Take, if you go south of the U.S. border, there's something called the other 9/11, not in the United States, but south of the border. The other 9/11 is September 11, 1973, when operations supported and backed by Henry Kissinger among others, led to the bombing of the presidential palace in Chile, the overthrow of the parliamentary government and the killing, by conservative estimates, of about 3,000 people. It's probably, maybe, twice that. Three thousand people in Chile is the equivalent of, counterpart of 60,000 in the United States. If 60,000 people were killed on September 11th, our September 11th, do you think that people would notice that? Yeah, they would. But when we do it to them, it's like you know, a mistake…
Evan Solomon: Would you say that the mission in Iraq is an act of terror?
Noam Chomsky: The mission, I agree with Arthur Schlesinger, who says it's just outright aggression, it's like Pearl Harbor, he's correct.
They announced very clearly: we're going to invade Iraq and we're going to do it without any pretext and without international authorization. I mean various pretexts were given but they're pretty hard to take seriously.
Evan Solomon: So the weapons of mass destruction and the rebuilding of Iraq, these are just pretexts, you're saying?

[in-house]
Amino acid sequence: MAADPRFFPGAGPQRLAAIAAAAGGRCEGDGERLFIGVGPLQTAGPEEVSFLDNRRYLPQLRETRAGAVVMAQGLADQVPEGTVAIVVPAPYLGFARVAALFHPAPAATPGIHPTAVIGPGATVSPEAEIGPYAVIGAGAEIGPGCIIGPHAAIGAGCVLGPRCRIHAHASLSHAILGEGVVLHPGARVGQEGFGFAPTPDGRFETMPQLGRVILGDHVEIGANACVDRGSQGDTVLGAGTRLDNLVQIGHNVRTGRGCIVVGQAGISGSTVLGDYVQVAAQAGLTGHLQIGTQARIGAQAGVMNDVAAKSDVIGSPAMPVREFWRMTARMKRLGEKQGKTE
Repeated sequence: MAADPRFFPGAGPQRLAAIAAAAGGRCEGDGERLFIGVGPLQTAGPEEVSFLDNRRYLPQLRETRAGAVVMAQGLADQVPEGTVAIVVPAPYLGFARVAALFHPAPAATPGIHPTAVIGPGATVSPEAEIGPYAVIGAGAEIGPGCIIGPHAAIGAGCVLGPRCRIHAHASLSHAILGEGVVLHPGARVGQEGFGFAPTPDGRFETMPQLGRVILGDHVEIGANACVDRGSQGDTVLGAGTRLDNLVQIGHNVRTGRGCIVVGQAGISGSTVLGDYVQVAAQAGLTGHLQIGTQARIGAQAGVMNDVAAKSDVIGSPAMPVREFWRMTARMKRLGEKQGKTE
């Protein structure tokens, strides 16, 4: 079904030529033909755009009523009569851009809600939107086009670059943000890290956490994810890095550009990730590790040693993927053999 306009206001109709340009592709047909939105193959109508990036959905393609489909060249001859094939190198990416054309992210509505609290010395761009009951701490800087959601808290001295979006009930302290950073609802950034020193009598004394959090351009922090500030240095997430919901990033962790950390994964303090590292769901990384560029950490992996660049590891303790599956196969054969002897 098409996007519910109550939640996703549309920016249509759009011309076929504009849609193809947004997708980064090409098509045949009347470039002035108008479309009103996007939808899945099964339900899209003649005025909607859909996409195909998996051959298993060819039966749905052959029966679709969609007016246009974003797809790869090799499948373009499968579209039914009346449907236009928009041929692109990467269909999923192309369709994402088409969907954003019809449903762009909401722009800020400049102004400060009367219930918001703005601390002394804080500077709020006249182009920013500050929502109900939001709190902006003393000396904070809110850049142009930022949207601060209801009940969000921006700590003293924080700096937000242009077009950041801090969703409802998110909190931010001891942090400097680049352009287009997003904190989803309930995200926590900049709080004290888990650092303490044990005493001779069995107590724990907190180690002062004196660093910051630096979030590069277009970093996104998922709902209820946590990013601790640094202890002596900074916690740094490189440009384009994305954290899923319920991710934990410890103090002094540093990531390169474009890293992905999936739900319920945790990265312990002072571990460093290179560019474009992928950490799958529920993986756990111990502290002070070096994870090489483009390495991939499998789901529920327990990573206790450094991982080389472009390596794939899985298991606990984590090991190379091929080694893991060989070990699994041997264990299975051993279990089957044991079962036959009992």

Noam Chomsky: There's no question about it. You see the way they follow one another. I go through some of this in the book.
Evan Solomon: So this idea that it's going to be a domino effect of democracy, he's going to bring democracy -
Noam Chomsky: Notice that this is after the fact. Since all the other pretexts have collapsed and you still need a pretext, you fall back on what's the universal declaration of every leader, whether it's Hitler or Stalin, Tony Blair, or anyone else: we're going to ram democracy and freedom.
I mean you really have to admire the discipline of educated people who are able to watch all of this and not burst out in laughter, [but] pretend to take it seriously.
Evan Solomon: People sometimes read your stuff and we've talked over the years and they say Chomsky's an Anti-American.